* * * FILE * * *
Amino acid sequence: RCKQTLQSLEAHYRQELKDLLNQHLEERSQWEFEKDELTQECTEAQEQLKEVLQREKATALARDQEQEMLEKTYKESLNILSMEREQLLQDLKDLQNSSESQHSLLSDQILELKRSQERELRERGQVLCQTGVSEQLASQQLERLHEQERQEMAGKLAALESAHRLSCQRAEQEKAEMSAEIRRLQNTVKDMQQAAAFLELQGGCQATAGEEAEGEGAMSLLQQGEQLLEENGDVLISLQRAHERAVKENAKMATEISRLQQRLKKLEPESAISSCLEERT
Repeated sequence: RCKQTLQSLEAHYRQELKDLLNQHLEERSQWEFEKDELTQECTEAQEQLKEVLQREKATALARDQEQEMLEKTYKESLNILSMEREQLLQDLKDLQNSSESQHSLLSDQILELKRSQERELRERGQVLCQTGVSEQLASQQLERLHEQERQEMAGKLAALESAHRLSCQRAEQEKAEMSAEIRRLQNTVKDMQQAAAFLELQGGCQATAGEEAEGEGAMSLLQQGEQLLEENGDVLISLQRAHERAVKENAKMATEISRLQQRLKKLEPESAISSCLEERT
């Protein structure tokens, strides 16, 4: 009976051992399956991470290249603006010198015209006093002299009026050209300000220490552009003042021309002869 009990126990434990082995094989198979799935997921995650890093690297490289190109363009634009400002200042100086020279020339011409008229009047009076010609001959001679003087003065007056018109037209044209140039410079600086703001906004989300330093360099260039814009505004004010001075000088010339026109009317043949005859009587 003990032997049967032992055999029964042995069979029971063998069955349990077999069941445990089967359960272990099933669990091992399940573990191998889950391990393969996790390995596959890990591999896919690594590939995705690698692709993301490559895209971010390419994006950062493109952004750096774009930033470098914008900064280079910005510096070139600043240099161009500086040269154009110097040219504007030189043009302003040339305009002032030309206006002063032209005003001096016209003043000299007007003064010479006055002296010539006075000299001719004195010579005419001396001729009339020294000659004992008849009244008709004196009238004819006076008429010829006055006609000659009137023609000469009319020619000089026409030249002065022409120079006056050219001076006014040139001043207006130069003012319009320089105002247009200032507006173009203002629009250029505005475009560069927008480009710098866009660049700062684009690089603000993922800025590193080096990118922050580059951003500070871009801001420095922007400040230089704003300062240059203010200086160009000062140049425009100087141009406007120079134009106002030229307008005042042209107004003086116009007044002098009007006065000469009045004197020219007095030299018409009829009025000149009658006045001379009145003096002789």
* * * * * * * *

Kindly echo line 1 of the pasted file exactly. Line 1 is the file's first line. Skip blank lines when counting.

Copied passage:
Amino acid sequence: RCKQTLQSLEAHYRQELKDLLNQHLEERSQWEFEKDELTQECTEAQEQLKEVLQREKATALARDQEQEMLEKTYKESLNILSMEREQLLQDLKDLQNSSESQHSLLSDQILELKRSQERELRERGQVLCQTGVSEQLASQQLERLHEQERQEMAGKLAALESAHRLSCQRAEQEKAEMSAEIRRLQNTVKDMQQAAAFLELQGGCQATAGEEAEGEGAMSLLQQGEQLLEENGDVLISLQRAHERAVKENAKMATEISRLQQRLKKLEPESAISSCLEERT